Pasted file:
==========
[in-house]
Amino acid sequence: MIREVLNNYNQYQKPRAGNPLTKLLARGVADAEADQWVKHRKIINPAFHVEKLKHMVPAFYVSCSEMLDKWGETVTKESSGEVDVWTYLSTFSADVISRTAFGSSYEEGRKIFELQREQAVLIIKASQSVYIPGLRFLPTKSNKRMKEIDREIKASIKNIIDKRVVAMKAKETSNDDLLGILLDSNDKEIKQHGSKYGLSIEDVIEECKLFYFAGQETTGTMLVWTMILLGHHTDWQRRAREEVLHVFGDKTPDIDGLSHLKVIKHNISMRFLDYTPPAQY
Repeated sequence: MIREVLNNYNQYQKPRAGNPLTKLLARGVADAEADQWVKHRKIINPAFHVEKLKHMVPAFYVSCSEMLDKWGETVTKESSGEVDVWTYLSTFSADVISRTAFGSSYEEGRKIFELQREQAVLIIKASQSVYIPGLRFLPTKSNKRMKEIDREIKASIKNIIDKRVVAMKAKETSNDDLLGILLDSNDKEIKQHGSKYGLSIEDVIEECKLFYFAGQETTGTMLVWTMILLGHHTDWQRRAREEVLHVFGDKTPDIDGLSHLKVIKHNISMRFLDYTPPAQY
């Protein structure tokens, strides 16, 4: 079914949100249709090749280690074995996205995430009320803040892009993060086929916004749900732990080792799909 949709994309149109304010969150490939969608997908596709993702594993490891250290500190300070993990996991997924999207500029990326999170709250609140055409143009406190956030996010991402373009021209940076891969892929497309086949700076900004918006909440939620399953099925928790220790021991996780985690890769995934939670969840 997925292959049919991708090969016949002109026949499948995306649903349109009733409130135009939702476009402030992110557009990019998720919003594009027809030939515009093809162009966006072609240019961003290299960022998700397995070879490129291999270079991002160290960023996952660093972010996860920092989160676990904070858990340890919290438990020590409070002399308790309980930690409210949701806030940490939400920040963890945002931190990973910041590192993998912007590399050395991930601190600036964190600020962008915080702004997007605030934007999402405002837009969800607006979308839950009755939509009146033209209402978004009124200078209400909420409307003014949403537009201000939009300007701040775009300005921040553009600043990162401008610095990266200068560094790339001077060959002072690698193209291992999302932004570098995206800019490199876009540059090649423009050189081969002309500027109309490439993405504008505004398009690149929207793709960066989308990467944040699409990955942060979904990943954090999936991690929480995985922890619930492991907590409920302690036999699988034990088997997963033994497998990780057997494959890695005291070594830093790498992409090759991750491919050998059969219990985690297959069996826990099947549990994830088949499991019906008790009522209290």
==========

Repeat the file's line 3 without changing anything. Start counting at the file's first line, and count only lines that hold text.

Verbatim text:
Repeated sequence: MIREVLNNYNQYQKPRAGNPLTKLLARGVADAEADQWVKHRKIINPAFHVEKLKHMVPAFYVSCSEMLDKWGETVTKESSGEVDVWTYLSTFSADVISRTAFGSSYEEGRKIFELQREQAVLIIKASQSVYIPGLRFLPTKSNKRMKEIDREIKASIKNIIDKRVVAMKAKETSNDDLLGILLDSNDKEIKQHGSKYGLSIEDVIEECKLFYFAGQETTGTMLVWTMILLGHHTDWQRRAREEVLHVFGDKTPDIDGLSHLKVIKHNISMRFLDYTPPAQY